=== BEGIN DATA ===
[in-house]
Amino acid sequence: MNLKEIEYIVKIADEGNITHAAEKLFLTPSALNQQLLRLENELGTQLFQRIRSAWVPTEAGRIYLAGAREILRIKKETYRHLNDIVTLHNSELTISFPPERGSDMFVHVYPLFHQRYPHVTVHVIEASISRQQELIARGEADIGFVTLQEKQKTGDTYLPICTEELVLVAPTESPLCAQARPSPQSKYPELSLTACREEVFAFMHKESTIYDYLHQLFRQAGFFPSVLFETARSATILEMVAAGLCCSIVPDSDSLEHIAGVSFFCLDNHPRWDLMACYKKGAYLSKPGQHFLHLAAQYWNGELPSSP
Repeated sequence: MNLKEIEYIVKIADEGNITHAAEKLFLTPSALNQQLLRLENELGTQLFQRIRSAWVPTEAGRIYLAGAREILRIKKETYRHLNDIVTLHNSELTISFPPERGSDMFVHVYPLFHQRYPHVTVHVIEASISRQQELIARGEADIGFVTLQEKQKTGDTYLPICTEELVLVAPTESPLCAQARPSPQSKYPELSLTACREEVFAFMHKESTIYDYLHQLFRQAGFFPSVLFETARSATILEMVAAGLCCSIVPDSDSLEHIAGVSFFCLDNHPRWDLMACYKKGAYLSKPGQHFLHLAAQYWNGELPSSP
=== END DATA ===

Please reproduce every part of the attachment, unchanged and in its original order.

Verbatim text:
[in-house]
Amino acid sequence: MNLKEIEYIVKIADEGNITHAAEKLFLTPSALNQQLLRLENELGTQLFQRIRSAWVPTEAGRIYLAGAREILRIKKETYRHLNDIVTLHNSELTISFPPERGSDMFVHVYPLFHQRYPHVTVHVIEASISRQQELIARGEADIGFVTLQEKQKTGDTYLPICTEELVLVAPTESPLCAQARPSPQSKYPELSLTACREEVFAFMHKESTIYDYLHQLFRQAGFFPSVLFETARSATILEMVAAGLCCSIVPDSDSLEHIAGVSFFCLDNHPRWDLMACYKKGAYLSKPGQHFLHLAAQYWNGELPSSP
Repeated sequence: MNLKEIEYIVKIADEGNITHAAEKLFLTPSALNQQLLRLENELGTQLFQRIRSAWVPTEAGRIYLAGAREILRIKKETYRHLNDIVTLHNSELTISFPPERGSDMFVHVYPLFHQRYPHVTVHVIEASISRQQELIARGEADIGFVTLQEKQKTGDTYLPICTEELVLVAPTESPLCAQARPSPQSKYPELSLTACREEVFAFMHKESTIYDYLHQLFRQAGFFPSVLFETARSATILEMVAAGLCCSIVPDSDSLEHIAGVSFFCLDNHPRWDLMACYKKGAYLSKPGQHFLHLAAQYWNGELPSSP